Nashville insurance insight: why auto insurance rates differ for men and women



The list of factors that can figure into your auto insurance rates is a lengthy one — your car, your location, your commute, your age, your credit… and, at least to some extent, even your gender.

Surprised by that? From the outside, I can see it feeling a little bizarre. But the way it figures in isn’t quite as basic as that might seem — more, your rates might get affected by driving data related to all the subgroups you’re a part of, whether that means “teenagers” or “men.”

What gender-based driving data looks like:

Insurance companies pore through all kinds of data, from research studies and tracking from government organizations and beyond. All of that filters in to how they assign risk — they’re trying to make sense of trends, and to make informed predictions based on that data.

Here’s some of the data that insurance companies see:

— Men are found at fault for 6.1 million accidents a year; women, 4.4 million, according to the National Highway Safety Administration

— A 2016 Insurance Institute for Highway Safety study showed that 71 percent of all crash deaths were men.

— For more than four decades, far more men were found with blood alcohol concentrations at or above 0.08 percent in fatal accidents than women (in 2016, there was a 12 percent difference).

— Same discrepancy in speeding rates. A study of fatal accidents showed 23 percent of male drivers speeding, and 14 percent of female drivers.

— Men are three times more likely to engage in aggressive driving than women.

Those are a small cross-section of driver stats, but they paint a clear picture of why insurance companies can view men as more “risky,” at least rates-wise.

How that shakes out in car insurance rates


When these numbers get crunched, as with all things, greater “risk” translates to higher rates. So studies are showing women, overall, paying less for car insurance than men.

In some states, the difference can be considerable — an Insweb study noted that in Wyoming, women can pay 20 percent less than men. In South Dakota and Washington, D.C., it’s nearly that much too — about 16 percent less.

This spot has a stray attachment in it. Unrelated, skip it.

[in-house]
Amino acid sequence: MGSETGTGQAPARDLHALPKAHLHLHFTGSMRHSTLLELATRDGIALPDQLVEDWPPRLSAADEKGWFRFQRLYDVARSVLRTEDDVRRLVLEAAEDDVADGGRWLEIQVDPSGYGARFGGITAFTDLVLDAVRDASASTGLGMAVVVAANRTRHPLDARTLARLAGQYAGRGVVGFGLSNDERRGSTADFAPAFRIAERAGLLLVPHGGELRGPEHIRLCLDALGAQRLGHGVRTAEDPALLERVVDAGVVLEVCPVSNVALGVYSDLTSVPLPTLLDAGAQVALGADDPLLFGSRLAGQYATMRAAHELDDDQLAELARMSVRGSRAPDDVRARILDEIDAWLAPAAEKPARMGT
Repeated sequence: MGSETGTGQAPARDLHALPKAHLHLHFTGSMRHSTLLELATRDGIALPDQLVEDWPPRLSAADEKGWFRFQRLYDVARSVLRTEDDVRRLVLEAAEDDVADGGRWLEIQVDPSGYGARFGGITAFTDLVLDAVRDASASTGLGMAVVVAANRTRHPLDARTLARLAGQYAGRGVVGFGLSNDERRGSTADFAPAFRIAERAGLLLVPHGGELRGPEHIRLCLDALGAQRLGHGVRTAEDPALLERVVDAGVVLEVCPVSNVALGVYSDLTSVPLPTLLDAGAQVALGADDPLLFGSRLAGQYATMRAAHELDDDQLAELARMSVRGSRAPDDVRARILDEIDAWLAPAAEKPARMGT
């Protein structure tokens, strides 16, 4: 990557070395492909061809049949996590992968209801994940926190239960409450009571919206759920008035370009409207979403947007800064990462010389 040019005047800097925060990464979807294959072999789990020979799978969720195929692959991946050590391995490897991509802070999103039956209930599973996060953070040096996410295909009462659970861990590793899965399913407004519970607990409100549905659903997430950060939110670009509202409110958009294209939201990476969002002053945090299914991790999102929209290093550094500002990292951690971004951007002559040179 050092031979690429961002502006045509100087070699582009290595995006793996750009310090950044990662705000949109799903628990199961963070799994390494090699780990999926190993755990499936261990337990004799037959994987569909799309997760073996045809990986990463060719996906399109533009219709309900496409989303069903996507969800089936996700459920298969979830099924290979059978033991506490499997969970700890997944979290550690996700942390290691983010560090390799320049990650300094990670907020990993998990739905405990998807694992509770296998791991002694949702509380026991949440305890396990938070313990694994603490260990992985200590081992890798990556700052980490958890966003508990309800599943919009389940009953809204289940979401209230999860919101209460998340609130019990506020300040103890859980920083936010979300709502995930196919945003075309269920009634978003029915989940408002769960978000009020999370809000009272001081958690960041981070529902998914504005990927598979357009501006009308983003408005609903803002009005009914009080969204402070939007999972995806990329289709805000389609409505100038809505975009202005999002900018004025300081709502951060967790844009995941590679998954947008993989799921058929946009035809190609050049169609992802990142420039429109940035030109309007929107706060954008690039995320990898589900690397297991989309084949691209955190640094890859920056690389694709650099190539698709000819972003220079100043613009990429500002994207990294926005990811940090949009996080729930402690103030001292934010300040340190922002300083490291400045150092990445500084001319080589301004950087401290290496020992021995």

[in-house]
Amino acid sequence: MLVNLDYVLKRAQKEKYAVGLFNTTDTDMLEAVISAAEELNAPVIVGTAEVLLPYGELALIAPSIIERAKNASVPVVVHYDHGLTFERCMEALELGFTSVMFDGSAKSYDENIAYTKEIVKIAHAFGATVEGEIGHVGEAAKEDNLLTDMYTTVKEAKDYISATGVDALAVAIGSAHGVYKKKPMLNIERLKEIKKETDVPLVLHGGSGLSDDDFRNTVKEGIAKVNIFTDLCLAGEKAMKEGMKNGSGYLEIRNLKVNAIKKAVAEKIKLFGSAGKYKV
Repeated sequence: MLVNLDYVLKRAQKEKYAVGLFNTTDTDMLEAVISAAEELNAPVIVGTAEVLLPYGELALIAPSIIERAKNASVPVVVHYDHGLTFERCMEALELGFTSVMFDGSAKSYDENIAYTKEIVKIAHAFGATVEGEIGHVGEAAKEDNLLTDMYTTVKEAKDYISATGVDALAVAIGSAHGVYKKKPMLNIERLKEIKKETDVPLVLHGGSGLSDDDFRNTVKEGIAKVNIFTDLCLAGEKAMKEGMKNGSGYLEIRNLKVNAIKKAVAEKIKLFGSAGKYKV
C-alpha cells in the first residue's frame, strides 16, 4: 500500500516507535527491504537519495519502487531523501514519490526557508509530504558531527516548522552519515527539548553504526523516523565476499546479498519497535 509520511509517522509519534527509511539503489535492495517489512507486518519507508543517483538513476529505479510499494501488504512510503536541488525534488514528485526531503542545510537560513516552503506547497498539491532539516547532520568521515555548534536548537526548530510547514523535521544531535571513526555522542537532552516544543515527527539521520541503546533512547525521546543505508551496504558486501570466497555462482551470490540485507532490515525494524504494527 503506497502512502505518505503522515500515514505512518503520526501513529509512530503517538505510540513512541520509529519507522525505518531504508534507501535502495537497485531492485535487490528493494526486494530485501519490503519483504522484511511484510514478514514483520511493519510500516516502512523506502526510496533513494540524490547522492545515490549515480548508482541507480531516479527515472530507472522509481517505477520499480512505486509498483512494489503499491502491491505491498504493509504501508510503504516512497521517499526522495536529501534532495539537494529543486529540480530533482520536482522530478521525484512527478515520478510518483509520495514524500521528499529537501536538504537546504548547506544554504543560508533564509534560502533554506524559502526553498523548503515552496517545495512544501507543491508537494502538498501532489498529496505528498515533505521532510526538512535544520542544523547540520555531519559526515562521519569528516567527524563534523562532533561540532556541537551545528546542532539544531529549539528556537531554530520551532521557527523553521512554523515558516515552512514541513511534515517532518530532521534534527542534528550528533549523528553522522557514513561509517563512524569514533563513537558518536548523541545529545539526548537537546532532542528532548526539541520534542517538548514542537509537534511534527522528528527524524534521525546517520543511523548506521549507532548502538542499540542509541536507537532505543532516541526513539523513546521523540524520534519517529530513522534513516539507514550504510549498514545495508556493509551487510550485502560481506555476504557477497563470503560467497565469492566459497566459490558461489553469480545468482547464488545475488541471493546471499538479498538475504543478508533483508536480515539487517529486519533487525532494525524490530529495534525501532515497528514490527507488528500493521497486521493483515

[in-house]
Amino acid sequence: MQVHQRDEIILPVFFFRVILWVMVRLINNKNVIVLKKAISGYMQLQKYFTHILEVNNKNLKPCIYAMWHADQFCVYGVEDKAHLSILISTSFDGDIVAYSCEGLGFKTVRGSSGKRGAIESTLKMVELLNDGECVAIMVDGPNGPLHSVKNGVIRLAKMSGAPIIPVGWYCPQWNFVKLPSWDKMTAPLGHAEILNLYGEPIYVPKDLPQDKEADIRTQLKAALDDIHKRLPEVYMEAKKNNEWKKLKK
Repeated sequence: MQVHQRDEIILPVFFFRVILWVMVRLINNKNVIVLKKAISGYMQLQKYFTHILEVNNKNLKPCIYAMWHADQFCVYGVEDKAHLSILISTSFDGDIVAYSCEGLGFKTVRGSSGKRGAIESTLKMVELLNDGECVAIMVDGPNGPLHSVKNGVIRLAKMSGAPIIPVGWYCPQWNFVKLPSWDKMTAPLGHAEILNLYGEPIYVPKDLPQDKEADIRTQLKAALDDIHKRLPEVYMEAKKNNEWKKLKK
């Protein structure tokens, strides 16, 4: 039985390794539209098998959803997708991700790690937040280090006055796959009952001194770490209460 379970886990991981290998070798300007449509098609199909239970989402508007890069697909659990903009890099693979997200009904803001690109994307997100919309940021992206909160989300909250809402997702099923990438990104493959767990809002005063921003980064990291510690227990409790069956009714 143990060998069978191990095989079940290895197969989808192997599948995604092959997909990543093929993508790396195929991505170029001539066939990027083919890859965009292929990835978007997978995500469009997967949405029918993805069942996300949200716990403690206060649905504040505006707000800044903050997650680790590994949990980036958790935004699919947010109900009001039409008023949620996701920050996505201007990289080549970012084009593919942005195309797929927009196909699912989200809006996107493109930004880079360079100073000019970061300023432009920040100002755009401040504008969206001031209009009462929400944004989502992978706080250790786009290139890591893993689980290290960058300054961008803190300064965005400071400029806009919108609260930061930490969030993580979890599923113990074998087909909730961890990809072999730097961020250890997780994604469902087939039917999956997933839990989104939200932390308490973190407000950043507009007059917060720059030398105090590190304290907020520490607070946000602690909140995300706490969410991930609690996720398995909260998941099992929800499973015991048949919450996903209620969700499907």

Across the country, on average, women were paying about 9 percent less than men, according to that study. Which is no small factor, when you add it up over years of insuring your cars.

One report cited by CBS News noted that men can pay as much as $15,000 more for car insurance over their lifetime, compared to female counterparts.

The data isn’t saying that men are inherently bad drivers

I know that reading facts and figures like those can make some of us jump to finger-wagging, but there are some subtleties in here too.

Part of the reason studies find men ending up in more accidents: men drive considerably more.

According to the Federal Highway Administration, men drive about 16,550 miles a year, while women drive about 10,142. That’s roughly a 30 percent difference.

From that perspective, a higher number of accidents makes sense — more time on the road means more potential for problems.

Still, just by looking at the numbers and the trends, it does show that we all have work to do in terms of fighting off road rage, keeping the lead foot at bay and calling a Lyft when we’ve had a few.

Being male doesn’t necessarily mean you’re just going to have to pay extra for car insurance — there are lots of ways to save, and I tend to be pretty good at finding ones my clients haven’t thought of.

Need to find better coverage at a better rate in Nashville? I’d be honored to help. Call or email Tucker Coverage, or if you’d prefer, fill out this quick form for an online car insurance quote.